Online, there are lots of stores. I and my friends have used and/or like:
or just go straight to the manufacturer's website!

And oh yeah, when we do not use cloth diapers:
You can, and many people are brave enough to, but we have not used cloth diapers when we travel, especially by plane. It's more to pack and keep up with (and wash) while you are away and sometimes we cannot deal with the extra hassle. There are some great disposable diaper brands that have safer ingredients, like Seventh Generation or Earth's Best. Huggies also has a Pure & Natural line, which is often the easiest brand to find at most retailers (compared to Earth's Best or Seventh Generation). We still use the regular brands from time to time as they are great at preventing leaks and you can almost always find them at the store, but if you're looking for something more in line with your cloth diapering mindset, I'd recommend the brands I just listed.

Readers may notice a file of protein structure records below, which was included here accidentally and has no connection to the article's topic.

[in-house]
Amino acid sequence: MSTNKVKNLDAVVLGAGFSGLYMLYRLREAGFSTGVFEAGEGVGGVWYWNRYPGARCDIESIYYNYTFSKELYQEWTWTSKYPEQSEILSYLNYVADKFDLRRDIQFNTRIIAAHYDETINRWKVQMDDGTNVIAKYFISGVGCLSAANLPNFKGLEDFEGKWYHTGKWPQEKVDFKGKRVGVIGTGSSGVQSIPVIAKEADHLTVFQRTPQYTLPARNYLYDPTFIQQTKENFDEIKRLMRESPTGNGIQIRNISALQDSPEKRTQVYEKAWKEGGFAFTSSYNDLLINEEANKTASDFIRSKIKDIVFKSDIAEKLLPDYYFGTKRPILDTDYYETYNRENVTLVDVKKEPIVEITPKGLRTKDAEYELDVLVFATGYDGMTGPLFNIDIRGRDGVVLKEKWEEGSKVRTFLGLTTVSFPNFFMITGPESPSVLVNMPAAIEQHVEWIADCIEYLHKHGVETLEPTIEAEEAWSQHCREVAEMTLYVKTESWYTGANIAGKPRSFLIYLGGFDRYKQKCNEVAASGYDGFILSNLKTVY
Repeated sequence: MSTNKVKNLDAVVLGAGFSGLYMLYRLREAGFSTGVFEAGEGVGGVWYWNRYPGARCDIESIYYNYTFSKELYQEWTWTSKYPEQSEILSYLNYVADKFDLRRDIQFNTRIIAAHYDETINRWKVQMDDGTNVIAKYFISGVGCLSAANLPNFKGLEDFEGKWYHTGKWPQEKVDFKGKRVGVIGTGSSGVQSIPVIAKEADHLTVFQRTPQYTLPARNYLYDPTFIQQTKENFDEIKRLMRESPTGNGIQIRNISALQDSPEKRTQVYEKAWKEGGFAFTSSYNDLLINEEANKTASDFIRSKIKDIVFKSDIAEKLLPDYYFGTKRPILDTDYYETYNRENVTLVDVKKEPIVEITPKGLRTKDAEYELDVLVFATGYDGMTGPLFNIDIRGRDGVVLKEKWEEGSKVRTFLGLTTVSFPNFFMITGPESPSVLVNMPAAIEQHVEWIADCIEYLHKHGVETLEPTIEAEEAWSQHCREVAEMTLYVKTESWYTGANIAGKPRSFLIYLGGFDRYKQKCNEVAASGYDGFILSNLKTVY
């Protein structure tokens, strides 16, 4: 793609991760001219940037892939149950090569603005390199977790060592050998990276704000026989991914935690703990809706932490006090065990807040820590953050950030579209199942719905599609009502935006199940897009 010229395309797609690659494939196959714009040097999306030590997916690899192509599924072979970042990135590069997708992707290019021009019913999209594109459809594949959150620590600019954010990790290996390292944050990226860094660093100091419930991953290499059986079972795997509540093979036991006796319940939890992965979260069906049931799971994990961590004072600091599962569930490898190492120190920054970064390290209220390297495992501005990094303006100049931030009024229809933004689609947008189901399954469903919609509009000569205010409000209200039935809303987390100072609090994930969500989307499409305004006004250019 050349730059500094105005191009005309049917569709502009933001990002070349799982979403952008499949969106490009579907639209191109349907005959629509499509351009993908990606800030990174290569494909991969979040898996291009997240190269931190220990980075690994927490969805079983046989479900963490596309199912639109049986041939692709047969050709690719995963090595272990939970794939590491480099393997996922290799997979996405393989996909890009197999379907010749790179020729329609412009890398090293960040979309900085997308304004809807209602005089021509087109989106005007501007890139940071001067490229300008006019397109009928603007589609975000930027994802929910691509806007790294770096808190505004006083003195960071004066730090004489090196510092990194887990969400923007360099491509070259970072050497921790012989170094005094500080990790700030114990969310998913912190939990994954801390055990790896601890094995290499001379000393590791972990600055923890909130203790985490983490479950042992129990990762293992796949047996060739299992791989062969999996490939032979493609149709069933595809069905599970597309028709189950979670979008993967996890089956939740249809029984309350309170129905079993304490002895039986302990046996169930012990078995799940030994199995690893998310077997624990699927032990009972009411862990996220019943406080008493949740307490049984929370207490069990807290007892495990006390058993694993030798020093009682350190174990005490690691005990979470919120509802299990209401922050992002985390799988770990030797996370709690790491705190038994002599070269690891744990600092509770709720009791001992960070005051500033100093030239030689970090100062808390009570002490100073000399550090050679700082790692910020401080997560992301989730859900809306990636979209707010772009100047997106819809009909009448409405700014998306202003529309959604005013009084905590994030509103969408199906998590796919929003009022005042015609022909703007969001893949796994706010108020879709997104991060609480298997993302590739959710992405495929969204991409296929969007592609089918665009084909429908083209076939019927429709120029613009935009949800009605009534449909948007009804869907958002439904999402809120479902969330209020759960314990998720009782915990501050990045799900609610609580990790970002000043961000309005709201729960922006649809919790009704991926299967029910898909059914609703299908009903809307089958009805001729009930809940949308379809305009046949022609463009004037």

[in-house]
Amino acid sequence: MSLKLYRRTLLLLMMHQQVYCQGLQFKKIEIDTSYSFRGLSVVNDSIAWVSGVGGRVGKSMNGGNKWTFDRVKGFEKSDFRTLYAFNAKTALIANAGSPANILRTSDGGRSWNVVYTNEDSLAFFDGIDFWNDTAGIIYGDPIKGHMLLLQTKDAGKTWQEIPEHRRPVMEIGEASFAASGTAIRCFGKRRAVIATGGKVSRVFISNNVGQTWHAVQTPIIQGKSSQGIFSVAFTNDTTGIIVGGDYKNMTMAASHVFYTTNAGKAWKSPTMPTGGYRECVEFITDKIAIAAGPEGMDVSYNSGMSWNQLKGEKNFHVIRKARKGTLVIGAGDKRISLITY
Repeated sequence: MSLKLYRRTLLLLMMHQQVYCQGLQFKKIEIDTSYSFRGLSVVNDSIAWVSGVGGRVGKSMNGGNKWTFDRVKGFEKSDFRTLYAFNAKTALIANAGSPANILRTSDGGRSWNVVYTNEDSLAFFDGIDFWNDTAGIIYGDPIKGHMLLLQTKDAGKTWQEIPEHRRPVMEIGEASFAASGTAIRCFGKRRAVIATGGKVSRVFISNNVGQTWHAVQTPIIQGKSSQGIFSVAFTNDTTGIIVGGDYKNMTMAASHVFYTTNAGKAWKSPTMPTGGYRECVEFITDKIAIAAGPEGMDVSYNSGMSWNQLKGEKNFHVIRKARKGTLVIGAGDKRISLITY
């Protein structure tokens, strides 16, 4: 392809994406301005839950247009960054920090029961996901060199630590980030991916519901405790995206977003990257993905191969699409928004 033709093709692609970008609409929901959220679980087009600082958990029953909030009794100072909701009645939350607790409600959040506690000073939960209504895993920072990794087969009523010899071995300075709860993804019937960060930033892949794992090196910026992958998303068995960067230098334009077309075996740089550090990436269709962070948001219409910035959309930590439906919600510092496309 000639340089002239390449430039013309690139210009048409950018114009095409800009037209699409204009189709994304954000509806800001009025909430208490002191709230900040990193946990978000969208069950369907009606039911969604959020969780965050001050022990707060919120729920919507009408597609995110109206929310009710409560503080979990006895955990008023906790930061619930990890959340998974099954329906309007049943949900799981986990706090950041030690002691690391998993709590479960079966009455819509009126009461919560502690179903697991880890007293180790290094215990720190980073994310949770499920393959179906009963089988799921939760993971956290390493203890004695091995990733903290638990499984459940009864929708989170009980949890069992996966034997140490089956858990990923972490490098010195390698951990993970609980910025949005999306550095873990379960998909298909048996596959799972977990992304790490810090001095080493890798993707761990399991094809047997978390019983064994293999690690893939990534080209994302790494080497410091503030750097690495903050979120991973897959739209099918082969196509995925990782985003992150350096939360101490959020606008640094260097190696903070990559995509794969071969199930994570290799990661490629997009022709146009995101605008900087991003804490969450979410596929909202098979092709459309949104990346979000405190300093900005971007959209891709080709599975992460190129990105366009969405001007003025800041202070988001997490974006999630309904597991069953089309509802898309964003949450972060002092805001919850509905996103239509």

Great, concise information & troubleshooting for common problems :
Jack's Magic Beanstalk

My friend Sarah Moran's article for the Minneapolis Star Tribune on Cloth Diapers!

So, do you use cloth diapers? Why or why not? Do you have questions that I did not answer? Or, what are some tricks you've learned along the way that make it a lot easier? Or how do you use them differently? I'd love to hear your responses so please share!


Megan said...

Oh yeah - some people also make their own cloth diapers, apparently that is even cheaper! I haven't gone that route; I'll leave the expertise to someone else. But still, quite a major savings!

Also - there is no need for a diaper sprayer if your baby is exclusively breastfed. All the waste washes out clean in the washer, because it's water soluble. Pretty neat!

Tonya Robison said...

Very informative. Thanks, Megan!!

Jamie and Trey + One said...

Megan, this is a wonderful post. I just copied and emailed (hope you don't mind) this to a friend who was debating about CD. I love how informative this post was. Thanks again for writing it!

Megan said...

Jamie - I don't mind at all! I wrote it for other people! I'm glad you commented, because now it has led me to your blog, where I got to read your great birth story! I'm so glad yours went well; it's so encouraging and inspiring to read about great births.

Megan said...

I just found this great blog post on that I wanted to share. It has good tips for any beginner and it resonates with moi.